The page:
Winning Re-Election in 2012
Gardner’s re-election in 2012 was relatively easier than his earlier wins, in part because of significant redistricting that shifted Larimer County and Fort Collins into a different district. Gardner ran unopposed in the Republican primary, and went on to defeat Democratic opponent Brandon Shaffer by more than 20 points.
The Denver Post Endorsement
In a surprise move that the New Republic called “baffling” and Salon called “asinine,” the Denver Post went out on an inadvisable limb and endorsed Cory Gardner for the 2014 senatorial seat then occupied by Mark Udall. The editorial claimed that Gardner would bring “fresh leadership, energy, and ideas,” and that the common objection to his candidacy — namely, his staunch opposition to a woman’s right to choose — was baseless. “Contrary to Udall’s tedious refrain,” the Post editorial surmised, “Gardner’s election would pose no threat to abortion rights.” Calling this endorsement inadvisable isn’t opinion, by the way — the Post would go on to retract the endorsement and apologize for it five years later. File that under “Too Little, Too Late.”
Taking Mark Udall’s Senate Seat
The Post’s endorsement is thought to have been instrumental in the outcome of the election; Gardner won his Senate seat by less than 2 percentage points. And in the deep-purple Colorado election of 2014, it was a turning point in Cory Gardner’s political life.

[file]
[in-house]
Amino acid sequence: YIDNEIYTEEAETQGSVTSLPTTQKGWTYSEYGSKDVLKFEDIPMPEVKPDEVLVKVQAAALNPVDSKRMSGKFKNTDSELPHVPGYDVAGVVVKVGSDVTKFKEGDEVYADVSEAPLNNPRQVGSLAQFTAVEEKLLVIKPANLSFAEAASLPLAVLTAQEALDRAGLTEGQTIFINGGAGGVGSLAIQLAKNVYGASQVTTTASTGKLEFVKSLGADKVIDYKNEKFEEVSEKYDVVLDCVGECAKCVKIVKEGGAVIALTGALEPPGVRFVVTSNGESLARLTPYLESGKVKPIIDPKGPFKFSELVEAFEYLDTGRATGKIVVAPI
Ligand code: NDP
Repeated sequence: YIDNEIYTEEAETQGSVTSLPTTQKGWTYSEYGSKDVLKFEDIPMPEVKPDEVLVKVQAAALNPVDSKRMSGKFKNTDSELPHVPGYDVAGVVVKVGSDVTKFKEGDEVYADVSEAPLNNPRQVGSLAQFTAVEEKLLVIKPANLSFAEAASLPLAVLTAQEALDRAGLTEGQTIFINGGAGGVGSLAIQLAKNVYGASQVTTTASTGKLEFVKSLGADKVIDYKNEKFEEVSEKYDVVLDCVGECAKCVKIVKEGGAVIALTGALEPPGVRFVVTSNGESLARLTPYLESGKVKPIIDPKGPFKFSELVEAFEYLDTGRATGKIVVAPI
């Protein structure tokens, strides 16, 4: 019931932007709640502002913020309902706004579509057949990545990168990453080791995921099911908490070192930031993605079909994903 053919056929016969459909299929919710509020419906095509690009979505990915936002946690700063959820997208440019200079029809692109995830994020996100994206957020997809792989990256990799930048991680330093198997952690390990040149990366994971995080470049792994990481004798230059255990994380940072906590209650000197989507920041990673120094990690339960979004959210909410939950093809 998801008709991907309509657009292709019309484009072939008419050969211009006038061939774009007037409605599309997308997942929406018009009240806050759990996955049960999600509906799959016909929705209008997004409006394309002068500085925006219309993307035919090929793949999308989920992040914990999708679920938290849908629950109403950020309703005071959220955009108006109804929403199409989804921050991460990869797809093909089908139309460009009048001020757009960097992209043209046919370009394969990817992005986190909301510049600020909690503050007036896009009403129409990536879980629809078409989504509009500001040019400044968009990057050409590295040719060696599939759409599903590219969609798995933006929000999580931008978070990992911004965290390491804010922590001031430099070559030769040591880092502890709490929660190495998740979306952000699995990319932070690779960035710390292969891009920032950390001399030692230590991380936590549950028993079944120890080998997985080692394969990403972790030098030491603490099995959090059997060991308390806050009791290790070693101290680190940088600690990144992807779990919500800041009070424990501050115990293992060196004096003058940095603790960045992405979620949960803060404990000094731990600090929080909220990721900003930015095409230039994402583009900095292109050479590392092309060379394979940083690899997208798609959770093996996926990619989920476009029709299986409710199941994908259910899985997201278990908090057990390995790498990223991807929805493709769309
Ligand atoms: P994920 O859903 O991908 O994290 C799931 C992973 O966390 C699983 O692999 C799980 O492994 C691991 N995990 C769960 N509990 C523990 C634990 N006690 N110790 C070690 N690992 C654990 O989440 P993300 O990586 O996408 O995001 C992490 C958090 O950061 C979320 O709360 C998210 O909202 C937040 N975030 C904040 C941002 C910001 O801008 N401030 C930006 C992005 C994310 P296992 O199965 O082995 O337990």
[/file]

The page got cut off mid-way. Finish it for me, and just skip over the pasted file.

Despite cultivating a carefully crafted bipartisan reputation, Gardner has also voted with Donald Trump nearly 90 percent of the time. This has not gone unnoticed by Trump, who loves nothing more than basking in the adulation of those who admire him (or are able to pretend to do so). While this may endear Gardner to a segment of the Colorado voting population, the state is more blue than purple these days, and so his allegiance to Trump is also the primary attack line for his electoral opposition. Still, getting the imprimatur of a sitting President of the United States is no small matter, even when that president is as small as Donald Trump.
The Great American Outdoors Act
No, no one is calling it “Gardner’s Law,” despite what his re-election ads might claim. (They should also stop trying to make “fetch” happen.) It’s inarguable that the popular legislation is a feather in Gardner’s political cap, but he wasn’t alone in bringing it into being; it had wide bipartisan support, including a co-sponsorship from Senator Michael Bennet. Whether that one feather will allow Gardner to fly back to Washington, D.C., next year — well, that’s the question Colorado voters will face this fall.
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Teague Bohlen is a writer, novelist and professor at the University of Colorado Denver. His first novel, The Pull of the Earth, won the Colorado Book Award for Literary Fiction in 2007; his textbook The Snarktastic Guide to College Success came out in 2014. His new collection of flash fiction, Flatland, is available now.